Harris was aided on his quest to eliminate the individual from the student by the emerging ultra-wealthy of America, who had already by this time begun to subvert the political process for their own ends, wielding enormous influence in society and funding the transfer of Harris’ model across the states. One of Harris’ greatest supporters was Andrew Carnegie, who from a poor Scottish immigrant rose to become a super-rich railroad and steel magnate, and was held up as an example of the success of the “American Dream.” In 1889, Carnegie published an essay in the magazine North American Review grandiosely entitled The Gospel of Wealth. Concerned mostly with urging the wealthy to support social causes, it is often held as an example of Carnegie’s humanitarianism. It is, however, much more a veiled call for the wealthy to assume control of society for the benefit of the ignorant masses. Do not be fooled by the gracious language of the following quote.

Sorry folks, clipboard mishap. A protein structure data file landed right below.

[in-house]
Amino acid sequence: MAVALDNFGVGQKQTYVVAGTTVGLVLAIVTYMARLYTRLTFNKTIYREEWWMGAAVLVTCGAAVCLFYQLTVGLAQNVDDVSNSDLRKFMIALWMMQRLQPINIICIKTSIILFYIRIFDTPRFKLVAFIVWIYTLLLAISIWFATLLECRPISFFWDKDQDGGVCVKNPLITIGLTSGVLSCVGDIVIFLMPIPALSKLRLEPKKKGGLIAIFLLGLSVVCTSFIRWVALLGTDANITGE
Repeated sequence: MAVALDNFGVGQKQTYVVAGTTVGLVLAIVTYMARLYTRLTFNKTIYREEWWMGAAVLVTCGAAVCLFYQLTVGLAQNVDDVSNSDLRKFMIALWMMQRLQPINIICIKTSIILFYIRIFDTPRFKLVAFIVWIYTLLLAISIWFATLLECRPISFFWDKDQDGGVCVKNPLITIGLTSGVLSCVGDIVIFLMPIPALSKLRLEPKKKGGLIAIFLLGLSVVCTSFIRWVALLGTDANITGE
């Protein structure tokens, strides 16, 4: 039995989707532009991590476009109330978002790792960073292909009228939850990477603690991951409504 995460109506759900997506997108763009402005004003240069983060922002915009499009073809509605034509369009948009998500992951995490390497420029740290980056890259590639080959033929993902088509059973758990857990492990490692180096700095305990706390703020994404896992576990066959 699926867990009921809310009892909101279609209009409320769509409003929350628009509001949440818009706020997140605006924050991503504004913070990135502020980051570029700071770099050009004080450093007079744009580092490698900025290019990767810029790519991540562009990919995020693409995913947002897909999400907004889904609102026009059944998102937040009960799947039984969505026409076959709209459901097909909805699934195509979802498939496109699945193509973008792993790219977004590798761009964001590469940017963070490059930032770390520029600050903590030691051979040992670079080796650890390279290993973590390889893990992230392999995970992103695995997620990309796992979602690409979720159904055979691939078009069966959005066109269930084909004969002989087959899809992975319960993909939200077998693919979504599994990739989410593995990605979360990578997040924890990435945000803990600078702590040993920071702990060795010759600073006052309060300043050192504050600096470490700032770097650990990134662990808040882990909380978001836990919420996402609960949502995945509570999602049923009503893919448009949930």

“This, then, is held to be the duty of the man of Wealth: First, to set an example of modest, unostentatious living, shunning display or extravagance; to provide moderately for the legitimate wants of those dependent upon him; and after doing so to consider all surplus revenues which come to him simply as trust funds, which he is called upon to administer, and strictly bound as a matter of duty to administer in the manner which, in his judgment, is best calculated to produce the most beneficial result for the community-the man of wealth thus becoming the sole agent and trustee for his poorer brethren, bringing to their service his superior wisdom, experience, and ability to administer-doing for them better than they would or could do for themselves.” [Emphasis mine]